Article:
Supporters of algorithmic reparation suggest taking lessons from curation professionals such as librarians, who’ve had to consider how to ethically collect data about people and what should be included in libraries. They propose considering not just whether the performance of an AI model is deemed fair or good but whether it shifts power.
The suggestions echo earlier recommendations by former Google AI researcher Timnit Gebru, who in a 2019 paper encouraged machine learning practitioners to consider how archivists and library sciences dealt with issues involving ethics, inclusivity, and power. Gebru says Google fired her in late 2020, and recently launched a distributed AI research center. A critical analysis concluded that Google subjected Gebru to a pattern of abuse historically aimed at Black women in professional environments. Authors of that analysis also urged computer scientists to look for patterns in history and society in addition to data.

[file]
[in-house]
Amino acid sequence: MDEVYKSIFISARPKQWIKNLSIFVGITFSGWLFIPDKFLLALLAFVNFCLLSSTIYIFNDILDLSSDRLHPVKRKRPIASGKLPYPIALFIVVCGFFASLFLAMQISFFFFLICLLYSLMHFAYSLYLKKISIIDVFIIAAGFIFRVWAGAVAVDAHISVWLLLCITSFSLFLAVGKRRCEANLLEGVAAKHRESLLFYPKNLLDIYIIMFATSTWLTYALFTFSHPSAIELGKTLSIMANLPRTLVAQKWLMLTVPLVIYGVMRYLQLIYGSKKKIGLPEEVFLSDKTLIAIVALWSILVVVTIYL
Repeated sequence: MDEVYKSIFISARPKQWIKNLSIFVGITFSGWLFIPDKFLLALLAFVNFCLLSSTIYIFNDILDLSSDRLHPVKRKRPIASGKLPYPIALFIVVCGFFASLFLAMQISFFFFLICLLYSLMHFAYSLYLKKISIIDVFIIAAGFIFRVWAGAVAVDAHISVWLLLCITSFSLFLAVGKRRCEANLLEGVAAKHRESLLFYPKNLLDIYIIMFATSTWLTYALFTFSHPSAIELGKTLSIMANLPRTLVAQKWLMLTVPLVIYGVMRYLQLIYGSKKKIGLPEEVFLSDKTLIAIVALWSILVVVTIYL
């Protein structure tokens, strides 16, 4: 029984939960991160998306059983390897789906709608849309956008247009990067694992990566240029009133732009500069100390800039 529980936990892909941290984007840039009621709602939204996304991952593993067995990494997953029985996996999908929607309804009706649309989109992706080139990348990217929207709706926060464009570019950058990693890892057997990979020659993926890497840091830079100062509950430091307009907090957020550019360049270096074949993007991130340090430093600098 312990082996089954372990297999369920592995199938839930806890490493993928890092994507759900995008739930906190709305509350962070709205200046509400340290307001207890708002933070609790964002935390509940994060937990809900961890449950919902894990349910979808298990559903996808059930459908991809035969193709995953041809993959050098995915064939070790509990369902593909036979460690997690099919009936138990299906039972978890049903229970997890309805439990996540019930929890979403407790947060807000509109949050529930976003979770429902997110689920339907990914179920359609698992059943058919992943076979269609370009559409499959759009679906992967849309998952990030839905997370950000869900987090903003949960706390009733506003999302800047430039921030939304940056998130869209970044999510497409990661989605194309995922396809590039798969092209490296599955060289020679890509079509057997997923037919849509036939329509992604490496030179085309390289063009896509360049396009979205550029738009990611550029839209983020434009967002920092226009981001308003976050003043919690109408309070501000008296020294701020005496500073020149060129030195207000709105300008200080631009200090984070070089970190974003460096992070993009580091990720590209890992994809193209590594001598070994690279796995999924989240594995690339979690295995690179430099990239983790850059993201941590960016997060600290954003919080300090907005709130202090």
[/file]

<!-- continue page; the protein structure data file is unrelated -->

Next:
Earlier this year, five US senators urged Google to hire an independent auditor to evaluate the impact of racism on Google’s products and workplace. Google did not respond to the letter.
In 2019, four Google AI researchers argued the field of responsible AI needs critical race theory because most work in the field doesn’t account
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